Aaron was hesitant to get baptized before the whole church, but he shares that “I really believe that my life started the day I gave into faith and believed that Jesus Christ is our Savior.” For some of you, that is your next step, to humble yourself and stand publicly admitting you need Jesus and want to be baptized. If that is you, share with your group and prayerfully consider signing up to be baptized at

Break into small groups and pray for each other to be able to overcome the pride you have in the area you shared about at the beginning of the group. Pray that God would help you to see yourself accurately, to view God accurately, and to praise Him, giving Him all the glory.








Week 4  - Let It Go: Fear

Week 4 - Let It Go: Fear

Series Introduction

When you can’t let go of stuff, it will eat you up – physically, emotionally and, more importantly, spiritually. If we can inspire, help, equip or challenge people to just LET IT GO, we can change our overall well-being in life.

  • What are three treasured things you would grab from your home if there were an emergency?

Sermon Introduction

The most repeated command God gives humans in the Bible is, “Fear not….do not fear….do not be afraid.”

There are many types of fears – relational, medical, educational, job related. Fear can grip us, and when we let fear overcome us it starts to dictate how we live our lives.

Have someone read Exodus 14:10-14.

The Israelites have just escaped Egypt and now find themselves facing a wall of water before them and enemies racing towards them. They have a very natural human response to this situation where their backs against the wall. First, they’re afraid. Then they get sarcastic with their leader and start imagining worst-case scenarios.

For those of us that fall in to that worst-case scenario mentality, we need for someone to say, “Hey, if you cave into fear, and sarcasm, and worst-cast-scenarios right now, where is that going to take you?”  We need someone to help us see there is a better plan.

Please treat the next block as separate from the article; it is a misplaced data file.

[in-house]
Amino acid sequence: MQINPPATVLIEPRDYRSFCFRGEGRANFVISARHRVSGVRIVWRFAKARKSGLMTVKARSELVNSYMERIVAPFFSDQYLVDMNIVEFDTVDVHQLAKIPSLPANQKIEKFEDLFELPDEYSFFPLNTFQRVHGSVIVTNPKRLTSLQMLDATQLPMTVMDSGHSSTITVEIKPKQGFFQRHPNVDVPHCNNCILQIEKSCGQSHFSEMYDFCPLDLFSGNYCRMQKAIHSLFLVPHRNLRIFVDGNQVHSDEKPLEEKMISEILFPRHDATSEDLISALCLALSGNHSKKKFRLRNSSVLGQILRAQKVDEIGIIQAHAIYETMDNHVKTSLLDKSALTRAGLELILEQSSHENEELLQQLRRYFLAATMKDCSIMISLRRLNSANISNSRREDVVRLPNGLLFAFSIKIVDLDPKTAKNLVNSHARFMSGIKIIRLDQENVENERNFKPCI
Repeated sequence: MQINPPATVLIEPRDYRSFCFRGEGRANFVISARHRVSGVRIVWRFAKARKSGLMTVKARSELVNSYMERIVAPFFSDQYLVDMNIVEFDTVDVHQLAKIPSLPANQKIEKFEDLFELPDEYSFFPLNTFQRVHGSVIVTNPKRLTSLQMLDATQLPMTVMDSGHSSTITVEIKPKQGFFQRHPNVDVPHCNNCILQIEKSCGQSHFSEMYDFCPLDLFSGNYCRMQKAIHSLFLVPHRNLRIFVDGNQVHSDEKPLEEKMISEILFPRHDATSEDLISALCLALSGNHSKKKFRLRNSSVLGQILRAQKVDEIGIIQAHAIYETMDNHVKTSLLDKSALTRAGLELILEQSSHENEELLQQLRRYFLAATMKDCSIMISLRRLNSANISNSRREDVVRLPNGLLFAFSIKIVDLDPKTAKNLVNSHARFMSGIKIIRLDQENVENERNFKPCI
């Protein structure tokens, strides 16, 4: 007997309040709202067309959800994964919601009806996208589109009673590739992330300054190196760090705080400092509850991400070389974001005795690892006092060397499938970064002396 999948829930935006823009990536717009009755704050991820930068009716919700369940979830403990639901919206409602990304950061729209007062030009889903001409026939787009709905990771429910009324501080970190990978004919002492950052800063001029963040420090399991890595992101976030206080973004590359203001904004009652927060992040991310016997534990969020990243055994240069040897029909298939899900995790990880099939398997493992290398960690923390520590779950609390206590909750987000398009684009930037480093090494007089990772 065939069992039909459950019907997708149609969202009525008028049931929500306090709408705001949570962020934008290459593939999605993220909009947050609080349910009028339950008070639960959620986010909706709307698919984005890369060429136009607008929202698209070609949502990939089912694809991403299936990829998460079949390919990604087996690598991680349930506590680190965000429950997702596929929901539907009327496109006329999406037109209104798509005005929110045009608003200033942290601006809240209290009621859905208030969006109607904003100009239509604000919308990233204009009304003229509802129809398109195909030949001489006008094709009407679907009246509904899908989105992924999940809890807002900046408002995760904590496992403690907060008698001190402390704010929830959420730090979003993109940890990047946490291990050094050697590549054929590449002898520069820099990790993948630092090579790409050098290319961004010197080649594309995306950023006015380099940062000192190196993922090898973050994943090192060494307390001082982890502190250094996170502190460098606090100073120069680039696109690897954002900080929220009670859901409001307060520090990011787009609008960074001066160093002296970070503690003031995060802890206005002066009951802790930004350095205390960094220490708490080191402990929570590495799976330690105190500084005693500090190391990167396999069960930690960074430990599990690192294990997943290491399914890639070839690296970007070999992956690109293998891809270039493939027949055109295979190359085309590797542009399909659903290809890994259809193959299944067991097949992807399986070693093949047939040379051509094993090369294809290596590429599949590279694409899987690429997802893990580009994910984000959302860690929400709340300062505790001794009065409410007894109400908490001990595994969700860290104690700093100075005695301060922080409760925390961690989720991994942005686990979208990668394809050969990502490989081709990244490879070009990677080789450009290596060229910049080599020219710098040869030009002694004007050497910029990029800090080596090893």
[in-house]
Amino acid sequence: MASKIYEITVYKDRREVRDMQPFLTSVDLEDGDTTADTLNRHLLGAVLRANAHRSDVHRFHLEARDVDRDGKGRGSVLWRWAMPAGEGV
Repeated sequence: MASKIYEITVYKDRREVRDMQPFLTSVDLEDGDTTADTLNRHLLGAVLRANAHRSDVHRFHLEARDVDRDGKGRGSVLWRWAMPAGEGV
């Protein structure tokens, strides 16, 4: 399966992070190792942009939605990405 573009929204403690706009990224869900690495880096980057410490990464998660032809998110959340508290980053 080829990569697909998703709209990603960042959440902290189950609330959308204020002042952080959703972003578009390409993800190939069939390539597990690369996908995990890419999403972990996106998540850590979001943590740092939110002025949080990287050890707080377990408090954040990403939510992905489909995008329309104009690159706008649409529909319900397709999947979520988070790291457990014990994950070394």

Do you tend to make better or worse decisions when you’re scared? Share a time when you made a decision out of fear that you later regretted.

It’s natural when your back is against the wall to be afraid, but we have to be careful not to let fear drive us to make bad decisions, not to allow fear to make us panic when we need to relax and remain clear-headed, not to get sarcastic and biting and drive others away when we need people to help us.

The Israelites look at their situation and start predicting the outcome… and it’s not good.

  • When you’re afraid, what coping mechanism do you tend to use?

When we let worst-case scenarios take control of our mind, we lay in bed at night afraid. Late at night things weight heavy on our hearts and all the bad outcomes race through our minds. That almost never is helpful. The author of Aesop’s Fables once said: “My life has been full of terrible misfortunes…Most of which never happened.”  In the dark of night, we can choose to stand firm and decide not to let those thoughts overcome us.

Have someone read Matthew 6:27.

Jesus is telling us it’s just unproductive to worry. Worrying doesn’t solve our problems. It is never the solution. It doesn’t improve our lives. In fact, worry will take time away from us. Constant worry has physical consequences. Worry steals from us. When we decide to not allow fear to control us we can use that energy in a much more positive way.

  • Is there a time in your life where you made the decision to stand firm rather than fear? What caused you to make that decision, and how did it feel?

Moses makes a bold statement to the Israelites in Exodus 14:13, “Do not be afraid. Stand firm and you will see the deliverance the LORD will bring you today.”

Moses is saying, “We’re going to abandon the scared, sarcastic, worst-case-scenario plan for the let it go plan.”

First, we’re going to adopt a fear-not mentality. Then we’re going to stand-firm and expect God’s help. This is the plan to implement when you find yourself with your back against the wall, and it comes straight out of the Bible: fear not, stand firm, expect God’s help.

Have someone read 2 Timothy 1:7.

The Apostle Paul is telling his young protégé Timothy—who has been given the huge responsibility of leading the church in the city of Ephesus—that he doesn’t need to be afraid.

We don’t have to freak out. We can have the self-discipline to choose a different path. We can develop the ability to be in a fear-not position when we’d normally be in a freak-out position.

  • What is one area in your life where you are feeling afraid currently? What would it look like to stand firm and trust God with this situation?

Standing firm requires faith. It requires the discipline to reset our way of thinking and to be brave. Time after time the Bible teaches us that God tends to wait for your declaration of faith before He supernaturally intervenes. Moses makes that declaration when he stands up and says, “I’m taking a different route.  You can all believe what you want to about God, but I’m expecting God to bring deliverance to us today.”  He doesn’t know how that will happen, but he is declaring his faith in God.